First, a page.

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Recycling plant in Portsmouth launches AI system to sort through trash

Bales of recycled material at RDS of Virginia in Portsmouth.
Photo by Katherine Hafner
Bales of recycled material at RDS of Virginia in Portsmouth.

Local officials gathered at Recycling and Disposal Solutions of Virginia this week for the grand opening of a new facility that extracts recyclables directly from bagged trash.

Recycling and Disposal Solutions of Virginia handles about 3,000 tons of waste each month from the city of Portsmouth and private customers around Hampton Roads.

For about two decades, the company has processed recycling at its Portsmouth plant, while sending trash straight to the landfill.

But now, RDS is sending trash just next door, where new artificial intelligence technology can help extract valuable recyclables directly from trash bags.

“We think that this is the future of recycling, and the future of trash management,” said Joe Benedetto, RDS’ president.

Local officials gathered Wednesday for a grand opening and ribbon-cutting of the 33,000-square-foot new facility.

The technology comes from Colorado-based AMP Robotics Corp. CEO Matanya Horowitz said the vision system “basically lets machines see garbage in a way that was very difficult before.”

The company trained these systems to learn “hey, this logo is associated with this type of plastic,” Horowitz said. Or “this kind of shininess is associated with this type of paper.”

Benedetto said the technology can tell not only what’s recyclable but also an item’s brand or color.

“If one of our paper customers wants just pink paper, for example, the AMP technology can separate out all the pink paper for that customer,” he said.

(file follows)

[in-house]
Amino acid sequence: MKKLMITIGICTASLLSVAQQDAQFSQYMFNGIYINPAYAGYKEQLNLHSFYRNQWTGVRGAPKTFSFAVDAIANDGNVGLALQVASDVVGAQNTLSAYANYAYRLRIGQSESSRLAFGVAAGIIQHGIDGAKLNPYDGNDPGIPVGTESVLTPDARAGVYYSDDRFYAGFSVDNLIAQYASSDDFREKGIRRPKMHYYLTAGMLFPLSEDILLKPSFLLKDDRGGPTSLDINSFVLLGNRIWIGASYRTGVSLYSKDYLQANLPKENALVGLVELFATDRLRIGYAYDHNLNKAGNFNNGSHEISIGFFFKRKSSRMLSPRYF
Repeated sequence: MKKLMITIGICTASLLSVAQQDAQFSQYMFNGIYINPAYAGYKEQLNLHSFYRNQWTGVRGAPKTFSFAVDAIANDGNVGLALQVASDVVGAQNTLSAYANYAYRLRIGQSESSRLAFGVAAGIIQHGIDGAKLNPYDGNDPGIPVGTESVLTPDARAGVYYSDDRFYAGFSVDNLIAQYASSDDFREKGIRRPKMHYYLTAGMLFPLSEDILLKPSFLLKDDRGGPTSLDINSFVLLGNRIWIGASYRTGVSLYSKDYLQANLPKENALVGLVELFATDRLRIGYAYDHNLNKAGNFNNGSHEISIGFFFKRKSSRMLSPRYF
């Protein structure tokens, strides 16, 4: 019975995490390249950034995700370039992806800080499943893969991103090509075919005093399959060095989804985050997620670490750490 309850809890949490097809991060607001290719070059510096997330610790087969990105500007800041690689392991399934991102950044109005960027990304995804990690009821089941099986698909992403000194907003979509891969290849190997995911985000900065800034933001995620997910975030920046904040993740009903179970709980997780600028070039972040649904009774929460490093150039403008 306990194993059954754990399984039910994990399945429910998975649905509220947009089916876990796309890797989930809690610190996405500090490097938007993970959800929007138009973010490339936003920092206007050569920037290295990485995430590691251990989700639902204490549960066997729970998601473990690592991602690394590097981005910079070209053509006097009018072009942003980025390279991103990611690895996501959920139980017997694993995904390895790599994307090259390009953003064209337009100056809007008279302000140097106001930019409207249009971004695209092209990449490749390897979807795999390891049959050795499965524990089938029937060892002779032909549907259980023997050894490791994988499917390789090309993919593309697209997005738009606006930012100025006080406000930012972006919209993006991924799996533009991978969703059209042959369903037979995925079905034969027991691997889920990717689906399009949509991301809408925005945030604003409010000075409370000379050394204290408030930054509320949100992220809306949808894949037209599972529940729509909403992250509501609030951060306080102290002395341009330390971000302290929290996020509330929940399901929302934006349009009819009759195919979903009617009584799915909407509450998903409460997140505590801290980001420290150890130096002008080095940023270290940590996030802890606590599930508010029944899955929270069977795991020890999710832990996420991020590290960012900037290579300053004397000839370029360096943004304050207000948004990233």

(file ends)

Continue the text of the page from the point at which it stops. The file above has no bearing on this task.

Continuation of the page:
They could work directly with companies like Coca Cola or Pepsi to send them bottles under their specific brand.

A worker loads trash into a new sorting system at RDS of Virginia in Portsmouth.
Photo by Katherine Hafner
A worker loads trash into a new sorting system at RDS of Virginia in Portsmouth.

Inside the facility, over the heavy hum of machinery, employees pointed out cameras that hover over traditional recycling conveyor belts to identify recyclable commodities. Robotic arms then separate those from organic materials like food waste, which could be composted.

One of the recycling industry’s current biggest challenges is “wishful recycling,” when people throw in just about anything in the hopes it can be recycled. (General rule of thumb: only bottles, paper and cans go in the blue bin, but check with your individual locality.)

Benedetto said that ends up gumming up equipment and sending more trash to the landfill when recyclables are too contaminated to use.

If all goes well, RDS’ new system would allow customers to use just one bin, no longer separating trash from recycling – and cutting costs for local governments, many of which have struggled to maintain curbside recycling programs.

AMP says its system is designed to be located near landfills and transfer stations and “meaningfully extends the life of landfills.”

The regional waste authority is already looking for a way to do just that.

The Southeastern Public Service Authority says the Regional Landfill in Suffolk is running out of space for trash, especially given an influx looming as a local waste-to-energy plant closes soon. The Wheelabrator plant in Portsmouth – just down the road from RDS – previously processed about 80% of SPSA’s waste.

SPSA recently solicited bids for a contract officials hope will transform how it handles trash long-term.

“Our philosophy is to find a solution to the problem,” SPSA executive director Dennis Bagley told WHRO in March. “Putting waste in the landfill is only kicking the can down the road.”

RDS is among the bidders.

Katherine is WHRO’s climate and environment reporter. She came to WHRO from the Virginian-Pilot in 2022. Katherine is a California native who now lives in Norfolk and welcomes book recommendations, fun science facts and of course interesting environmental news.

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